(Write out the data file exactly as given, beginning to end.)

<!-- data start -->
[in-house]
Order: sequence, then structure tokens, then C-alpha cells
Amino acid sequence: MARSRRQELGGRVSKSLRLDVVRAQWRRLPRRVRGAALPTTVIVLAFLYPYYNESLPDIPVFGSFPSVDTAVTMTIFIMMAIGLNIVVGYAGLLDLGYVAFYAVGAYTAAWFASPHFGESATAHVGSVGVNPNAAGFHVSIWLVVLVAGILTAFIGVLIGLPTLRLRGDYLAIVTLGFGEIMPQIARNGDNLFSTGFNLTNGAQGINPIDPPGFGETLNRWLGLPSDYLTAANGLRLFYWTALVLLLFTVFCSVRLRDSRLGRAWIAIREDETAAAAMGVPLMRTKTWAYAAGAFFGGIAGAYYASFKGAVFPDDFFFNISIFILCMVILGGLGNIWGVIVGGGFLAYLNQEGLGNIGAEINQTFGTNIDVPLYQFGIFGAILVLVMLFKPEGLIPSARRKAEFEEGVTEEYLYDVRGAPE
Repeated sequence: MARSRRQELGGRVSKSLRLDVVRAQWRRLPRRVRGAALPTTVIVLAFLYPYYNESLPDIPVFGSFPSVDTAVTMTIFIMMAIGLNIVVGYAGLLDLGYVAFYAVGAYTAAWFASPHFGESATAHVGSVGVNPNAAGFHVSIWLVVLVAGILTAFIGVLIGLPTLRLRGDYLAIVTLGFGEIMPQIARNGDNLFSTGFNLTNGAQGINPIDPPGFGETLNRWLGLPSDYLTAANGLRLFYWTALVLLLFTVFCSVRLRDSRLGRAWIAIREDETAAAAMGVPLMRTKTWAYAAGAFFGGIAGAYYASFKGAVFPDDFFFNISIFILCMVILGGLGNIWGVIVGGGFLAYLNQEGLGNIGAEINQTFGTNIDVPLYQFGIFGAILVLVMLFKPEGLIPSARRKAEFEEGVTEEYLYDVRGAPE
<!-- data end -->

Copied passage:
[in-house]
Order: sequence, then structure tokens, then C-alpha cells
Amino acid sequence: MARSRRQELGGRVSKSLRLDVVRAQWRRLPRRVRGAALPTTVIVLAFLYPYYNESLPDIPVFGSFPSVDTAVTMTIFIMMAIGLNIVVGYAGLLDLGYVAFYAVGAYTAAWFASPHFGESATAHVGSVGVNPNAAGFHVSIWLVVLVAGILTAFIGVLIGLPTLRLRGDYLAIVTLGFGEIMPQIARNGDNLFSTGFNLTNGAQGINPIDPPGFGETLNRWLGLPSDYLTAANGLRLFYWTALVLLLFTVFCSVRLRDSRLGRAWIAIREDETAAAAMGVPLMRTKTWAYAAGAFFGGIAGAYYASFKGAVFPDDFFFNISIFILCMVILGGLGNIWGVIVGGGFLAYLNQEGLGNIGAEINQTFGTNIDVPLYQFGIFGAILVLVMLFKPEGLIPSARRKAEFEEGVTEEYLYDVRGAPE
Repeated sequence: MARSRRQELGGRVSKSLRLDVVRAQWRRLPRRVRGAALPTTVIVLAFLYPYYNESLPDIPVFGSFPSVDTAVTMTIFIMMAIGLNIVVGYAGLLDLGYVAFYAVGAYTAAWFASPHFGESATAHVGSVGVNPNAAGFHVSIWLVVLVAGILTAFIGVLIGLPTLRLRGDYLAIVTLGFGEIMPQIARNGDNLFSTGFNLTNGAQGINPIDPPGFGETLNRWLGLPSDYLTAANGLRLFYWTALVLLLFTVFCSVRLRDSRLGRAWIAIREDETAAAAMGVPLMRTKTWAYAAGAFFGGIAGAYYASFKGAVFPDDFFFNISIFILCMVILGGLGNIWGVIVGGGFLAYLNQEGLGNIGAEINQTFGTNIDVPLYQFGIFGAILVLVMLFKPEGLIPSARRKAEFEEGVTEEYLYDVRGAPE